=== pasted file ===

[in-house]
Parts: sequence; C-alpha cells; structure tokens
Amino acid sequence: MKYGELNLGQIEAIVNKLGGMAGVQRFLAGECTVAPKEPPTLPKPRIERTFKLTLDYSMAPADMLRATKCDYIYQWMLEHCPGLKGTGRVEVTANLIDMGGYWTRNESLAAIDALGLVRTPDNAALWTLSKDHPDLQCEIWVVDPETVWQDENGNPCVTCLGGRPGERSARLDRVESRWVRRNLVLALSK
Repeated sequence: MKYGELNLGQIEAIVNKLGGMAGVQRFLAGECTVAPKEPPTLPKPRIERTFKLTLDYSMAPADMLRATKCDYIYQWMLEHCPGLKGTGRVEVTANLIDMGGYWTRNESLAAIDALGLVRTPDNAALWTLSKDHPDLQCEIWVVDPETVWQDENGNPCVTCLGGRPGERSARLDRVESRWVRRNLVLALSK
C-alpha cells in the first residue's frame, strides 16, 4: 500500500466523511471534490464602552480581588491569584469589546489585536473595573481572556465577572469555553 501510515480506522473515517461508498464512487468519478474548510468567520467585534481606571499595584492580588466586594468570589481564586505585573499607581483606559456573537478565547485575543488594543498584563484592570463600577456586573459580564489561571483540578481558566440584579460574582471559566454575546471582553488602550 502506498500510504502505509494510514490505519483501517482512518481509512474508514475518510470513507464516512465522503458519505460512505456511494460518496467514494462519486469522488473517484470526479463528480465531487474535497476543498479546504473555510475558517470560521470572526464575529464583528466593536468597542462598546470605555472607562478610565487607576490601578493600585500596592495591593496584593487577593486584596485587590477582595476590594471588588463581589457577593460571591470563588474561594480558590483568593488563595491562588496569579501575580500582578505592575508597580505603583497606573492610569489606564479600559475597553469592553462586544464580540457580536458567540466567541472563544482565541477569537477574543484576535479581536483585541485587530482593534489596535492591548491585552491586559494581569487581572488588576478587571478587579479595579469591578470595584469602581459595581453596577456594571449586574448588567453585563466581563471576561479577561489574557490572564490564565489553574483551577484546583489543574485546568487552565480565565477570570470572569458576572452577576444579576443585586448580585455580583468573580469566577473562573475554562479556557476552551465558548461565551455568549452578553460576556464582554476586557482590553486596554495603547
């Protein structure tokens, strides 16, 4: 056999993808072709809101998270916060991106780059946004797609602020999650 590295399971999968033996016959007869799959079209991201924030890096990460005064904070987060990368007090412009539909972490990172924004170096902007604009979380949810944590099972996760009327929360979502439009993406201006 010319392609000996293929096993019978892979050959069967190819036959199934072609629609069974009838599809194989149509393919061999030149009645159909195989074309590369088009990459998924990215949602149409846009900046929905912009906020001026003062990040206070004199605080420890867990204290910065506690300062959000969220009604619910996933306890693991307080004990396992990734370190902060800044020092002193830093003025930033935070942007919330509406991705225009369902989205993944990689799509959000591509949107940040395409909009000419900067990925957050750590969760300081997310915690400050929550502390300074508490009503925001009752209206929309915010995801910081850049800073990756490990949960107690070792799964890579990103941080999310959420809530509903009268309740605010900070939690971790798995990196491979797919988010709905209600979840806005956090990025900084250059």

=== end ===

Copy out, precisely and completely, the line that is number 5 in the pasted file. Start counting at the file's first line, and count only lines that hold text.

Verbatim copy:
C-alpha cells in the first residue's frame, strides 16, 4: 500500500466523511471534490464602552480581588491569584469589546489585536473595573481572556465577572469555553 501510515480506522473515517461508498464512487468519478474548510468567520467585534481606571499595584492580588466586594468570589481564586505585573499607581483606559456573537478565547485575543488594543498584563484592570463600577456586573459580564489561571483540578481558566440584579460574582471559566454575546471582553488602550 502506498500510504502505509494510514490505519483501517482512518481509512474508514475518510470513507464516512465522503458519505460512505456511494460518496467514494462519486469522488473517484470526479463528480465531487474535497476543498479546504473555510475558517470560521470572526464575529464583528466593536468597542462598546470605555472607562478610565487607576490601578493600585500596592495591593496584593487577593486584596485587590477582595476590594471588588463581589457577593460571591470563588474561594480558590483568593488563595491562588496569579501575580500582578505592575508597580505603583497606573492610569489606564479600559475597553469592553462586544464580540457580536458567540466567541472563544482565541477569537477574543484576535479581536483585541485587530482593534489596535492591548491585552491586559494581569487581572488588576478587571478587579479595579469591578470595584469602581459595581453596577456594571449586574448588567453585563466581563471576561479577561489574557490572564490564565489553574483551577484546583489543574485546568487552565480565565477570570470572569458576572452577576444579576443585586448580585455580583468573580469566577473562573475554562479556557476552551465558548461565551455568549452578553460576556464582554476586557482590553486596554495603547